Mahon had several recommendations for stopping TKI treatment in good responder patients who are outside of a clinical trial:
  • Key prerequisites
    • Creating a national or international registry
    • Patient should not have a history of resistance to treatment
    • Strict molecular monitoring; need for a certified laboratory to express the results
  • Patients
    • Chronic-phase CML who have been treated with TKIs for at least 5 years
  • Molecular monitoring: monthly for the first 12 months, every 2 months in the second year, and every 3 months thereafter
He added however, that instead of completely halting treatment, dose reduction is also an option in these patients.

Javid Moslehi, MD, of Vanderbilt School of Medicine, Nashville, Tennesse, reviewed what is currently known about the cardiovascular toxicities of TKIs and discussed potential mechanisms underlying cardiovascular adverse events.

“I am a cardio-oncologist by training,” Moslehi said, “and most of my clinic involves managing toxicities from cancer treatment.” He indicated that both older and newer anticancer therapies seem to have this cardiovascular effect, such that patients present with a wide range of myocardial toxicities.

“Interestingly, classic cardiovascular risk factors have been shown to be risk factors for cancer as well,” he noted.

Moslehi shared with the audience a detailed slide that listed some of the commonly used anticancer agents, many of which were TKIs, and their associated cardiovascular effects:
  • Anthracyclines and radiation: heart failure and coronary artery disease
  • HER2-targeted therapies: cardiomyopathy
  • Immunotherapies: myocarditis
  • CML TKIs: PAH, atherosclerosis
  • BTK inhibitors: arrhythmia, atrial fibrillation
He then compared the TKI nilotinib with imatinib; in addition to vascular and cardiovascular events associated with nilotinib, it also causes hyperglycemia, which is also a known risk factor for cardiovascular events.

Moslehi pointed out that the lack of clarity, at least among oncologists, on the cardiovascular impact of TKIs. “We also need to get better at patient risk stratification: a personalized approach is needed for toxicity assessment,” he said, and provided the audience with some clinical perspectives:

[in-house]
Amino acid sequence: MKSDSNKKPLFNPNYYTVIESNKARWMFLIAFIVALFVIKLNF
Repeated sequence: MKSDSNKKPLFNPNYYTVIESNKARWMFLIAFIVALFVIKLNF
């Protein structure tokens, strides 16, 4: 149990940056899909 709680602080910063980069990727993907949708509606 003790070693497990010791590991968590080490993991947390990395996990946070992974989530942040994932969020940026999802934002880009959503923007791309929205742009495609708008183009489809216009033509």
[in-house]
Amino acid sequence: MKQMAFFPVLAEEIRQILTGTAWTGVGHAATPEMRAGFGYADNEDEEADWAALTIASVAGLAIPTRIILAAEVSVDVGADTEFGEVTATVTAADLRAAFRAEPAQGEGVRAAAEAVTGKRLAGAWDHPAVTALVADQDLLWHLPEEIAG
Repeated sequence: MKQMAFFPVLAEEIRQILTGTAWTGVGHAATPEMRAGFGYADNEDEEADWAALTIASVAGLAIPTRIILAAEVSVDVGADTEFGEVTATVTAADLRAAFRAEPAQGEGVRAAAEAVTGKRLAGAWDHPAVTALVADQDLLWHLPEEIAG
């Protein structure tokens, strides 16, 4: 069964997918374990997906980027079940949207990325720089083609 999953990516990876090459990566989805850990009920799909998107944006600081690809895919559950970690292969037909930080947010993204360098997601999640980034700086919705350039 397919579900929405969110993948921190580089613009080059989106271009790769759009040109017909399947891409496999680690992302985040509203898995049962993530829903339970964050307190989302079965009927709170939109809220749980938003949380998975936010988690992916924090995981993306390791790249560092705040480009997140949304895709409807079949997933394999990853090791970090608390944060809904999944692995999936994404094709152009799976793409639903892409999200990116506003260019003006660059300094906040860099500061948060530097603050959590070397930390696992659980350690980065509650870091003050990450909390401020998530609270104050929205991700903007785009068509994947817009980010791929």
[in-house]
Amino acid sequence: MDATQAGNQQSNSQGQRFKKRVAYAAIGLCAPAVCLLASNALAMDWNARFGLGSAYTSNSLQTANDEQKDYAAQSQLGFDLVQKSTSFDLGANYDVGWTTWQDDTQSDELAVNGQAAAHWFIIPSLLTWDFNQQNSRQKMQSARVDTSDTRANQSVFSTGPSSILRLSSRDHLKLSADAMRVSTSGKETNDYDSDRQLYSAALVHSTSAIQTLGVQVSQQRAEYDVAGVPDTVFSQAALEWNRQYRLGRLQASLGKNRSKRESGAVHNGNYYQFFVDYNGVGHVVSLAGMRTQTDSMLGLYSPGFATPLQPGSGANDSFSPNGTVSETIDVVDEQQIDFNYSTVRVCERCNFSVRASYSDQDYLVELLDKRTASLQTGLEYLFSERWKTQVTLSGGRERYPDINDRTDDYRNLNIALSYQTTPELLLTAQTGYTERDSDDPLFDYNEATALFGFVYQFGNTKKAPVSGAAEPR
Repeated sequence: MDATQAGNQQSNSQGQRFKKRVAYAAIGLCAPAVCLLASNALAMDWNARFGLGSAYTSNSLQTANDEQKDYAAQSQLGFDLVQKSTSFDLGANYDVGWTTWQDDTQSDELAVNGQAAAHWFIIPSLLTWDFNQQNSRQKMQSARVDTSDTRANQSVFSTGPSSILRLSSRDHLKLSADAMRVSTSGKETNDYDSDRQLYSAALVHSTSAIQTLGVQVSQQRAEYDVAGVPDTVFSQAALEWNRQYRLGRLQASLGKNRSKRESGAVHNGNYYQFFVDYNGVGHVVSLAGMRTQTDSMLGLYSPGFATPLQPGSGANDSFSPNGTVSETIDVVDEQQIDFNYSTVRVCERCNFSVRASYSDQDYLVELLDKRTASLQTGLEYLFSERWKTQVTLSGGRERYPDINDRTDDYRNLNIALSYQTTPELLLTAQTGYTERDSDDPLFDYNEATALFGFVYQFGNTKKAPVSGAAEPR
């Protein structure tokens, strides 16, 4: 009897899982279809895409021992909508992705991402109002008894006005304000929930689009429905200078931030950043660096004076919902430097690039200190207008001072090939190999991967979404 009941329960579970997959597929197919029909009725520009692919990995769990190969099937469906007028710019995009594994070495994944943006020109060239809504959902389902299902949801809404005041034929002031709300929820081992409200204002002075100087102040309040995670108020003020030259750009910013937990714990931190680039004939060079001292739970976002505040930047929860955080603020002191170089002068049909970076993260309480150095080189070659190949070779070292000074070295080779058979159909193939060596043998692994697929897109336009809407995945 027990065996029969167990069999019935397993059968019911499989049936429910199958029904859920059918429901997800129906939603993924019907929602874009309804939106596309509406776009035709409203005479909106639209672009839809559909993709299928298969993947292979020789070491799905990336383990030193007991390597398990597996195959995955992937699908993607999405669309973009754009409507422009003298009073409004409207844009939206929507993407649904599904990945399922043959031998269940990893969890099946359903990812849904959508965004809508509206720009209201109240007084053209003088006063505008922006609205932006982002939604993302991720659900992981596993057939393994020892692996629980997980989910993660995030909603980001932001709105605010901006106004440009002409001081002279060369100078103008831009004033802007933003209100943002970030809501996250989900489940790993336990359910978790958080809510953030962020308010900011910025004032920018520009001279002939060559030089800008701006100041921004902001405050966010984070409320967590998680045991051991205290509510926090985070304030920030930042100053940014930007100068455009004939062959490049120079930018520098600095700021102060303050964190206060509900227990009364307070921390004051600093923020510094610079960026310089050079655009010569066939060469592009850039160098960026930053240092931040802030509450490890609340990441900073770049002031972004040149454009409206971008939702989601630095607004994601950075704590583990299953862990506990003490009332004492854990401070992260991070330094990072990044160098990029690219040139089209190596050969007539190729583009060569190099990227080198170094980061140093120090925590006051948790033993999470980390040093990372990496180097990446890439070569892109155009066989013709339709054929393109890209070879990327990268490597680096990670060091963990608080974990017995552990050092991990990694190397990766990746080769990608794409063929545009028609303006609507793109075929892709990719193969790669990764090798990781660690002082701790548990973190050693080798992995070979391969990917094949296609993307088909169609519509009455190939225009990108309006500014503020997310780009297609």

• The NCCN Guidelines do not provide much insight.
  • We need to think of baseline cardiovascular risk factors in patients being treated with agents that have cardiovascular effects. These patients also need regular follow-up after treatment initiation.
  • Additionally, patients need to follow the ABCDE steps for heart and vascular wellness.
“Education is vital,” Moslehi said. “We need to educate both patients and providers [about these cardiovascular risks].”

References
  1. Kumagai T, Nakaseko C, Nishiwaki K, et al; Shimousa Hematology Study Groups. Dasatinib cessation after deep molecular response exceeding 2 years and natural killer cell transition during dasatinib consolidation [published online October 23, 2017]. Cancer Sci. 2017. doi: 10.1111/cas.13430.
  2. Tipping AJ, Mahon FX, Lagarde V, Goldman JM, Melo JV. Restoration of sensitivity to STI571 in STI571-resistant chronic myeloid leukemia cells. Blood. 2001;98(13):3864-3867.
  3. Rousselot P, Charbonnier A, Cony-Makhoul P, et al. Loss of major molecular response as a trigger for restarting tyrosine kinase inhibitor therapy in patients with chronic-phase chronic myelogenous leukemia who have stopped imatinib after durable undetectable disease. J Clin Oncol. 2014;32(5):424-430. doi: 10.1200/JCO.2012.48.5797.
  4. Etienne G, Guilhot J, Rea D, et al. Long-term follow-up of the French stop imatinib (stim1) study in patients with chronic myeloid leukemia. J Clin Oncol. 2017;35(3):298-305. doi: 10.1200/JCO.2016.68.2914.
  5. Hochhaus A, Masszi T, Giles FJ, et al. Treatment-free remission following frontline nilotinib in patients with chronic myeloid leukemia in chronic phase: results from the ENESTfreedom study. Leukemia. 2017;31(7):1525-1531. doi: 10.1038/leu.2017.63.